The much needed book `Teaching English in Korea – The Party’s Over’ gives a voice to the sentiment felt by many if not most of those working in the English teaching industry in Korea.
The book focuses primarily on what draws most people to Korea to teach, and what keeps most people signing contract after contract – MONEY.
Graham Alexander explores whether teaching English in Korea is as good as it used to be and asks whether it will get any better in future?
With an eye on the present circumstances in Korea, the book examines the very fabric of the society in which YOU the foreigner, YOU the waygook live. It is a book that doesn’t pull any punches and examines the economic, social, technological and generational situation from an unemotional standpoint.
Korea is a wonderful country that is full of fascination, intrigue, cultural wonders and amazing people and Graham Alexander acknowledges this but keeps these distractions away from his analysis. While he openly admits that some of the information may shock readers, this book has been written to elicit responses from the ESL community and generate discussion on this very important topic.
Many people come to Korea with a lust for travel but stay for year after year and this becomes a habit. The reader’s focus is repeatedly trained on the very real threats to:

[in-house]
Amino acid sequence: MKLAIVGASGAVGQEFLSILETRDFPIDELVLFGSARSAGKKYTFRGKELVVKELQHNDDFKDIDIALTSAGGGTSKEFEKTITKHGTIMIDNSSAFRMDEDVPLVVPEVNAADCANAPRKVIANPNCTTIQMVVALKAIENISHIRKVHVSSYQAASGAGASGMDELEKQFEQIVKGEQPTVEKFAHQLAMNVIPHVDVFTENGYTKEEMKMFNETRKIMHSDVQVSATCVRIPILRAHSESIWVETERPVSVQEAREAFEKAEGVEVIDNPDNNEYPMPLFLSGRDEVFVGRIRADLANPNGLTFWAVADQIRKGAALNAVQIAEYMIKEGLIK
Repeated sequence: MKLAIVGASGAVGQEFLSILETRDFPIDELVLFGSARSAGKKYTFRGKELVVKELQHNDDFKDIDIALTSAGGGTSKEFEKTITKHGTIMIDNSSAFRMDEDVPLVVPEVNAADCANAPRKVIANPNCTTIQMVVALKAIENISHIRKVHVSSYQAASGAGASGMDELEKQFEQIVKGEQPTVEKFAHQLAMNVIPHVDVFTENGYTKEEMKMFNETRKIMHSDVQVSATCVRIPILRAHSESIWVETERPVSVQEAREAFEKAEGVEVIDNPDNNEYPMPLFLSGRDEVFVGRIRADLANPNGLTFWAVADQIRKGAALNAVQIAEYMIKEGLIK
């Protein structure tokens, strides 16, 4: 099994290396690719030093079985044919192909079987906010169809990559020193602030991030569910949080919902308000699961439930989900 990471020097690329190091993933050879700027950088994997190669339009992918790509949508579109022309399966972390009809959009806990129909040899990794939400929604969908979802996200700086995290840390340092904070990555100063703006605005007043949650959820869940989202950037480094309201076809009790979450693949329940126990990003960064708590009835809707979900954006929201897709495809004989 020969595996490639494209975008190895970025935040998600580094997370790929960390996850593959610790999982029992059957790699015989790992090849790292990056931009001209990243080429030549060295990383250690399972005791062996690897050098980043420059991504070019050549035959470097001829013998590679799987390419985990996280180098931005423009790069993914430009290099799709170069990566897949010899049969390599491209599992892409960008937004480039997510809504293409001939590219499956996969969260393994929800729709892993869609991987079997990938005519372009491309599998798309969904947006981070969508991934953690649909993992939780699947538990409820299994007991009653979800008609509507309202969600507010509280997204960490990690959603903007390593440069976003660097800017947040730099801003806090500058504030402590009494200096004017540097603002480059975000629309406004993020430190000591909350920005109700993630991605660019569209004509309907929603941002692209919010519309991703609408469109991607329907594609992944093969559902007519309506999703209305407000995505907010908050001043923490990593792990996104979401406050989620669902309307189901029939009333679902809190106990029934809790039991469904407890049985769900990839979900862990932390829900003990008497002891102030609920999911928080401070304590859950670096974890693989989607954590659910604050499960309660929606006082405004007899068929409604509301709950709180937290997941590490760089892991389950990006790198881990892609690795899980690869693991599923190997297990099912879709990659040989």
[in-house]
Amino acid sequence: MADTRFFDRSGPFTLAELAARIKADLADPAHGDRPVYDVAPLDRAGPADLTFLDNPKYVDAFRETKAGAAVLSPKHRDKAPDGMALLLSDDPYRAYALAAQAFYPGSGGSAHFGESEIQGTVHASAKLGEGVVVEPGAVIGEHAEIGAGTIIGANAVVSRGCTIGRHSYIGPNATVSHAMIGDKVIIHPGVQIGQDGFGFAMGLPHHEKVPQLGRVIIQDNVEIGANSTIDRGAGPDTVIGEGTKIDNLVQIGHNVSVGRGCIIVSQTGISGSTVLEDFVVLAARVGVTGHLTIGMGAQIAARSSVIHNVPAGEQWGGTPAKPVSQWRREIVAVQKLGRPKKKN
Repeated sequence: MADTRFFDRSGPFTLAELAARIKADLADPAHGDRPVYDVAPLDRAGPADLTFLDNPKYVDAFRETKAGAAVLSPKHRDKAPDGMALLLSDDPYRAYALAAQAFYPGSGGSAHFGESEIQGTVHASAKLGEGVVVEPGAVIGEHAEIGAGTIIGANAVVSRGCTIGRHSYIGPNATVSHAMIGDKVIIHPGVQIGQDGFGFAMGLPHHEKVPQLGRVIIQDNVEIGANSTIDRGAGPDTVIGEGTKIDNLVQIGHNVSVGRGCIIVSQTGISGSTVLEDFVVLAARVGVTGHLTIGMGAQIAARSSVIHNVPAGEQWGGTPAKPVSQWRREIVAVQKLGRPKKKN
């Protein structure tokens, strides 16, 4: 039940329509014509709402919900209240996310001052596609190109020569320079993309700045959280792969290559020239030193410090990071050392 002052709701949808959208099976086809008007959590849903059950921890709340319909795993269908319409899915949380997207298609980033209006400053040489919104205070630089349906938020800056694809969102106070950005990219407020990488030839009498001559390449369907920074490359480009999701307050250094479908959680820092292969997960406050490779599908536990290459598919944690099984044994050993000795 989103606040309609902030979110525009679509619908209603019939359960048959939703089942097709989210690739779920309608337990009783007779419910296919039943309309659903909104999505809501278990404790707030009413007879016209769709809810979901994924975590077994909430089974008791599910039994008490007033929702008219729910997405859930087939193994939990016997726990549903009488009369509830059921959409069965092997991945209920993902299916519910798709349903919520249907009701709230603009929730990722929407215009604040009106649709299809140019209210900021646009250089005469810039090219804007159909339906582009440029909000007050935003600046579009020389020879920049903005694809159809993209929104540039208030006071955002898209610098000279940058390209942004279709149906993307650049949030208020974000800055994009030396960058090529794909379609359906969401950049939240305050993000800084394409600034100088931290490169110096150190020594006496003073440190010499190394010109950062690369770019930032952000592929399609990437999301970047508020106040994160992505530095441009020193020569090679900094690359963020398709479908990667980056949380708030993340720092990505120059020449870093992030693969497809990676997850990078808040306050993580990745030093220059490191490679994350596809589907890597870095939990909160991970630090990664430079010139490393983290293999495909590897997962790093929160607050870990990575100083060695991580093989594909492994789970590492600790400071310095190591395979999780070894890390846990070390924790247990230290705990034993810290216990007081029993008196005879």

*standard of living
*job quality and prospects
*economic viability of Korea
*the growth of technology
The simple question of `Should I stay or should I go?' is approached from these and many other different angles.
Having spent over twelve years on the peninsula teaching in Seoul, Gyeonggi-do and Mokpo, from hagwon to rural high school to big city university campus, Graham Alexander reached the pinnacle of the profession in Korea – the university professor’s job only to find the view from the top is not quite as rosy as it used to be.
If you are settled into a nice university position, you may be fooled into thinking that this is it for you. That you’ve made it and life is going to be sweet from here on out, this is perhaps one of the biggest problems addressed in the book, and the question asked is simple – `What else can you do?’
By logically analysing the trends that are affecting the world, the peninsula and the ESL /English teaching industry, uncomfortable but necessary truths come to light.
Factors such as:
*the holes in the pension system
*the loss of part time work
*the inevitable fall in wages
*the loss of status for you the foreigner as a teacher in Korea
are just some of the many topics woven into a coherent examination of the changing landscape of the ESL profession.
While `Teaching English in Korea – The Party’s Over’ examines hard truths, Graham Alexander addresses these truths and offers valuable insights into how to stay or go with the most possible power behind you. With sage advice to make yourself indispensible to the profession, Graham Alexander highlights different ways you can improve your employment options in ESL and protect yourself and your family into the future.
If you are thinking about leaving Korea, this book will also help you to start the often long process of decision making and prepare you for life elsewhere in ESL or any other field.
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